A test for good government for the new administration will be to see if the new Federal Emergency Management Agency (FEMA) will continue to perform better at helping the victims of Hurricane Sandy under a new and professional administrator than it did during its abysmal and tragic performance in the wake of Hurricane Katrina. As readers of this column know, I was fortunate to have the wisdom of Leo Bosner, who worked on the front line of FEMA from 1979 to 2008, for a series of columns last year. His wise columns and advice on how FEMA worked through many administrations (which was made into a Truthout Reader e-book) and recently, on what FEMA needed to do about Hurricane Sandy, is one of the major elements I want this column to present.

Now, before you think that I was born yesterday, I have been working on exposing self-dealing and influence-peddling for 30 years, and I don't think that it will all disappear, especially with a split Congress. However, politicians will now be casting around for solutions to show they mean to change the government while claiming that it is the other party who is influence peddling.

In my 30 years of exposing fraud and pursuing reform, I have worked 20 of those years under a Republican president. Some reforms were accomplished; in fact, ironically, most of the reforms I helped to install regarding Pentagon spending and weapons testing in the 1980s under the Reagan administration were swept away by the Clinton administration because it gave the task of streamlining the Pentagon to the generals. But I do believe that Democrats want the government to work - even though they also are caught in the Washington money game - and are more open to reforming (not crippling) government programs.

So, I really believe that where there is chaos, there is opportunity. Right now, each party is trying to get its sea legs under this new dynamic change in government. The Republicans who had their hats handed to them on Tuesday are beginning to realize, like it or not, that the public wants their federal government to work. The public does not want it to be just a place for influential contributor companies to loot under the guise of privatization or budget cuts, weaken the program, and then claim it didn't work. The Democrats also realize that they need to govern and reform even their pet programs while avoiding crippling the role of those programs. And they all realize that there will be pressure to cut programs that are low achievers or full of cronyism.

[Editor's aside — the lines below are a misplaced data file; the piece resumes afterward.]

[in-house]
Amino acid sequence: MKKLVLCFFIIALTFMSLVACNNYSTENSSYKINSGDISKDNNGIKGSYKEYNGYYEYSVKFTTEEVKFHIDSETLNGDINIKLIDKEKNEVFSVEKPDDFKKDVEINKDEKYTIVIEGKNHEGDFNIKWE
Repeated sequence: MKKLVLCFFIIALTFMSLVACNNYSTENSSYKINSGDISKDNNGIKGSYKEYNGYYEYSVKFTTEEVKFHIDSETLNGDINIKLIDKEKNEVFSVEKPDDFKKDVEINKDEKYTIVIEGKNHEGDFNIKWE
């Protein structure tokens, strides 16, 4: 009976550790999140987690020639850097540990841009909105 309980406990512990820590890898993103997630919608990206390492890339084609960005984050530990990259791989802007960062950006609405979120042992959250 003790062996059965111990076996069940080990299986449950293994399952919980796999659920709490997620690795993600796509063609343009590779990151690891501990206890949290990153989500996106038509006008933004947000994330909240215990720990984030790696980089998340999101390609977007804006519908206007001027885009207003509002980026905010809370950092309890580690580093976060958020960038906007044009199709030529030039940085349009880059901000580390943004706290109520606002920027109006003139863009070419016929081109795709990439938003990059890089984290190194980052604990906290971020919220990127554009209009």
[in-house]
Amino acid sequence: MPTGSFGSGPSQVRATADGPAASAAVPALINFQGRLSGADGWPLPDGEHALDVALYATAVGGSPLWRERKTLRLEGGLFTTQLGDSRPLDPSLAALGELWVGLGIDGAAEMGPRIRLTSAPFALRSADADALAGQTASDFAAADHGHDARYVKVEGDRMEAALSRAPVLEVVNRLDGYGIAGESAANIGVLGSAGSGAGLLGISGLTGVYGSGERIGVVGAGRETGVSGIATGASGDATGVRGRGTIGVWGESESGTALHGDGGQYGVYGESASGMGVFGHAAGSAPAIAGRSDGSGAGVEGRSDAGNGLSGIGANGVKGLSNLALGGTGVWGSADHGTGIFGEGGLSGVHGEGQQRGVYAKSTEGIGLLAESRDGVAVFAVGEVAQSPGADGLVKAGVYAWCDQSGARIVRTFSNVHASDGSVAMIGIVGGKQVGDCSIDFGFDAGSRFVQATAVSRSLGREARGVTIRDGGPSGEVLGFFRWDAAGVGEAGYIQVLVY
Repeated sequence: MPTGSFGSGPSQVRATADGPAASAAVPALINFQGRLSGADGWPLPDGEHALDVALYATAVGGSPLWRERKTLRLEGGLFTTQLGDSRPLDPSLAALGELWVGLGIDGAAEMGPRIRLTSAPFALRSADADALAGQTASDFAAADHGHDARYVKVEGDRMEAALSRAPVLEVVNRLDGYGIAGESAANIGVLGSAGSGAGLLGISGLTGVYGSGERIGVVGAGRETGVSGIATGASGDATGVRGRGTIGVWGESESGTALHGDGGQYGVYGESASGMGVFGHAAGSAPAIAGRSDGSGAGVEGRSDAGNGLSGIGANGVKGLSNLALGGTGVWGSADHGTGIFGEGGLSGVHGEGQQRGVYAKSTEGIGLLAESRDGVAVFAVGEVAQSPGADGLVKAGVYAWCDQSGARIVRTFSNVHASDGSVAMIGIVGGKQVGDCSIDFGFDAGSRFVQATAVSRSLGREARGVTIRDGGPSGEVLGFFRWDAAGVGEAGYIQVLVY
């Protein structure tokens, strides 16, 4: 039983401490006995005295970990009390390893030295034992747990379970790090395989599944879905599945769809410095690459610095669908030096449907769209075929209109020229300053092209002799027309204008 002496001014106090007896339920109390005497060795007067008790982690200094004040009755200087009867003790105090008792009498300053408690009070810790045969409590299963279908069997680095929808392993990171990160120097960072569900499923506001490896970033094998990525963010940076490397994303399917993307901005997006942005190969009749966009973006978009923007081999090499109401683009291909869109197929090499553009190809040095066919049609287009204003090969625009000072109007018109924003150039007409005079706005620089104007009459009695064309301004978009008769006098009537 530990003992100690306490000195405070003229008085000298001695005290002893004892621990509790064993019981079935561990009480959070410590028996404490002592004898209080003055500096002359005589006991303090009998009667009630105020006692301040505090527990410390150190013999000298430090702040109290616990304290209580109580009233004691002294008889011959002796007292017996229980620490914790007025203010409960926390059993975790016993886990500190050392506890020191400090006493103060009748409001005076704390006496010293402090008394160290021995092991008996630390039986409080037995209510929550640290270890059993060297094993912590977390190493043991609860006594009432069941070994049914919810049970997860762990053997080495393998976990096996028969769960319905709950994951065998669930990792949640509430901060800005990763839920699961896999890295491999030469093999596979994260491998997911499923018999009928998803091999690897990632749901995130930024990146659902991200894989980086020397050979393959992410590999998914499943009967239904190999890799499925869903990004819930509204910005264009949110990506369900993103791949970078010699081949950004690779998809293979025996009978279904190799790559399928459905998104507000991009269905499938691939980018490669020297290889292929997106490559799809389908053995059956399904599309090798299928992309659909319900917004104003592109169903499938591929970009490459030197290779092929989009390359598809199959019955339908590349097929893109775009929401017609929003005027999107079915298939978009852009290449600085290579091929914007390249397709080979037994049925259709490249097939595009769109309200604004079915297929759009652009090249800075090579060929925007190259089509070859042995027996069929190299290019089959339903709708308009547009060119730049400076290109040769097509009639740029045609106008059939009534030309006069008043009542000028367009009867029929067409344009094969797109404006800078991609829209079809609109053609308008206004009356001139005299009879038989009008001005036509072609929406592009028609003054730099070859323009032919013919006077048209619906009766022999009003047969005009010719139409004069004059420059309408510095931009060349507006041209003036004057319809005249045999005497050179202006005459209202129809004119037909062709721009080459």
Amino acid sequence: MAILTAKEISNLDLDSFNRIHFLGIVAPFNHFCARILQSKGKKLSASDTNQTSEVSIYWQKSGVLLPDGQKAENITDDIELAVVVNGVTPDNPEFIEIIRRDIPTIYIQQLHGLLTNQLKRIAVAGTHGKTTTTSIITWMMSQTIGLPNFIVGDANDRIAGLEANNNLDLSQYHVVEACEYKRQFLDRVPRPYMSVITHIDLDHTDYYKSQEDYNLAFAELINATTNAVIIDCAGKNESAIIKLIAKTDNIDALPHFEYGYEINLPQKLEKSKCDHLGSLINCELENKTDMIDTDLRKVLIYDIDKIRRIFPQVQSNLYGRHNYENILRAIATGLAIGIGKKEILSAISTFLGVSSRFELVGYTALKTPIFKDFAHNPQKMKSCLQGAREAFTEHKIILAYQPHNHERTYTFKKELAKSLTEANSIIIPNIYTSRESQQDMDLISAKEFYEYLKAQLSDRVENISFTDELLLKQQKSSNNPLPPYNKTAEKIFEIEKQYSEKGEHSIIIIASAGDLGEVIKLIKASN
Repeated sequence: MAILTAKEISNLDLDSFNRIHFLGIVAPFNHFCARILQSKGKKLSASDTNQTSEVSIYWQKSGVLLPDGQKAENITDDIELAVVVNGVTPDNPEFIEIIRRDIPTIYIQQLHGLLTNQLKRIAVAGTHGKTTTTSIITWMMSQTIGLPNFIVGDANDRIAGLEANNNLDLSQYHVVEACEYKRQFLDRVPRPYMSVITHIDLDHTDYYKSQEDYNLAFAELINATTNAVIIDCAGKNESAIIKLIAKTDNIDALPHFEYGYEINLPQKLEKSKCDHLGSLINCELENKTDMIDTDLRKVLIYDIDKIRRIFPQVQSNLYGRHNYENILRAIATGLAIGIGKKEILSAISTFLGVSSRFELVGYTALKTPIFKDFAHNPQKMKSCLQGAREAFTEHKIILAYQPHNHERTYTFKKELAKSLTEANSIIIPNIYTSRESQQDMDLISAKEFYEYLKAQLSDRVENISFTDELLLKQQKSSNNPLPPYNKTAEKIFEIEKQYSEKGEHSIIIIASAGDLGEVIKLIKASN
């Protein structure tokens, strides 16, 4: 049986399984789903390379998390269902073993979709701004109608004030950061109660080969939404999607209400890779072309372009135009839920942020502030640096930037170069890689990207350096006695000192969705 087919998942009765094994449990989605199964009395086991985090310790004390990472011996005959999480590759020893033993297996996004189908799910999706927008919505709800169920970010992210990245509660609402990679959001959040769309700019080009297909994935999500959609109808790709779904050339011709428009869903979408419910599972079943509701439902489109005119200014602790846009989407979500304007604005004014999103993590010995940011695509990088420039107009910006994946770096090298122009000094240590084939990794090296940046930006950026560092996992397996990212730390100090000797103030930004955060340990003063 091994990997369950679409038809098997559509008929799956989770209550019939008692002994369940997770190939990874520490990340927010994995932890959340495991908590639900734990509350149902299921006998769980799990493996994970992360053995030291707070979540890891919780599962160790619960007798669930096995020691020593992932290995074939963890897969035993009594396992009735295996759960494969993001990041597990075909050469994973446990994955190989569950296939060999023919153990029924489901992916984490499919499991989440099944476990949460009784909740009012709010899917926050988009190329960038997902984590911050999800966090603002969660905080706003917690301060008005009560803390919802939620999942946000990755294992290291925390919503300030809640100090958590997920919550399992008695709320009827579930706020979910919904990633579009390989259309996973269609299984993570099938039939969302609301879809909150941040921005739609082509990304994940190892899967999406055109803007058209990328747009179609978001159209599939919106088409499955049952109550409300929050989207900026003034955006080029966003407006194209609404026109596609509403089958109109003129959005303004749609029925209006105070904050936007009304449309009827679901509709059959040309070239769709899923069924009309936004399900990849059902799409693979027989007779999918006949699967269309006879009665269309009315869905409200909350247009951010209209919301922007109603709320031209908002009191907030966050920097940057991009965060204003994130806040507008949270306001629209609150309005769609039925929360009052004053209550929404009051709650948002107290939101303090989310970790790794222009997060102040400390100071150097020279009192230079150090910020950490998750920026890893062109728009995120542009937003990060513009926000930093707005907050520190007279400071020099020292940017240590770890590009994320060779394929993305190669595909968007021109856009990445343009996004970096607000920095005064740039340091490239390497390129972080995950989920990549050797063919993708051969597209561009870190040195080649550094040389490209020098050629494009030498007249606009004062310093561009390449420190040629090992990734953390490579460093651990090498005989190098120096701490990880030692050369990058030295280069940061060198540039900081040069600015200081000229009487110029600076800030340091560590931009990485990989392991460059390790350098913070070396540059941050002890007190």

It is senseless, however, to just go after various small and medium-sized programs in the federal government when there is a monster department that sucks up a huge amount of the federal money and has institutionalized itself to get almost unquestioned appropriations through all the past presidents. It is the Department of Defense (DoD), and this column has addressed so many of its problems that we made 39 of the columns into a Truthout Reader e-book on how to reform it. The DoD is what what military lingo would call a "target-rich environment," and it begs for real reform.

Whether they have been sincere or not, several presidents have dabbled in trying to reform, or even control, this monster department with its voracious but unauditable (the Pentagon's own sad term) spending. These attempts have gotten high marks from members of the public who want to support the troops but don't want $435 hammers. But the Pentagon and its contractors have a powerful grip on the US Treasury and the Congress because, unlike other departments, they can send up generals to Capitol Hill and scare the Congress and the public with every new bogeyman and claim that any cuts will hurt the troops. So, much of the reform is for show, and if they try to be serious about reform, the blowback is like trying to drink from a fire hose.